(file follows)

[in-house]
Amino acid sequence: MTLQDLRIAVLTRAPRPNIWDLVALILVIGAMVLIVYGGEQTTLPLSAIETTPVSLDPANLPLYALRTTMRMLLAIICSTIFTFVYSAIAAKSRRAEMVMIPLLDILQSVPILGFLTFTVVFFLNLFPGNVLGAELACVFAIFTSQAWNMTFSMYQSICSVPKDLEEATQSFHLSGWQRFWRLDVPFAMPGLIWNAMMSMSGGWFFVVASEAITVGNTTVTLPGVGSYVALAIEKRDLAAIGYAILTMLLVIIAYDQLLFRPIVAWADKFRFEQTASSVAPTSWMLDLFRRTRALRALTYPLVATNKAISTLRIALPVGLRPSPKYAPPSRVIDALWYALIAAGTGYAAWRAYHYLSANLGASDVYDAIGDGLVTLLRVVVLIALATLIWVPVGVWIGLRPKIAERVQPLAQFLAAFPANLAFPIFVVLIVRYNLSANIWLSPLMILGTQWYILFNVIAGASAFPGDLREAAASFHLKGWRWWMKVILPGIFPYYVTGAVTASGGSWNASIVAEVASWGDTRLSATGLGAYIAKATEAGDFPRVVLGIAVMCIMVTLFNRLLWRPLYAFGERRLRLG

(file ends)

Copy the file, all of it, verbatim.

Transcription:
[in-house]
Amino acid sequence: MTLQDLRIAVLTRAPRPNIWDLVALILVIGAMVLIVYGGEQTTLPLSAIETTPVSLDPANLPLYALRTTMRMLLAIICSTIFTFVYSAIAAKSRRAEMVMIPLLDILQSVPILGFLTFTVVFFLNLFPGNVLGAELACVFAIFTSQAWNMTFSMYQSICSVPKDLEEATQSFHLSGWQRFWRLDVPFAMPGLIWNAMMSMSGGWFFVVASEAITVGNTTVTLPGVGSYVALAIEKRDLAAIGYAILTMLLVIIAYDQLLFRPIVAWADKFRFEQTASSVAPTSWMLDLFRRTRALRALTYPLVATNKAISTLRIALPVGLRPSPKYAPPSRVIDALWYALIAAGTGYAAWRAYHYLSANLGASDVYDAIGDGLVTLLRVVVLIALATLIWVPVGVWIGLRPKIAERVQPLAQFLAAFPANLAFPIFVVLIVRYNLSANIWLSPLMILGTQWYILFNVIAGASAFPGDLREAAASFHLKGWRWWMKVILPGIFPYYVTGAVTASGGSWNASIVAEVASWGDTRLSATGLGAYIAKATEAGDFPRVVLGIAVMCIMVTLFNRLLWRPLYAFGERRLRLG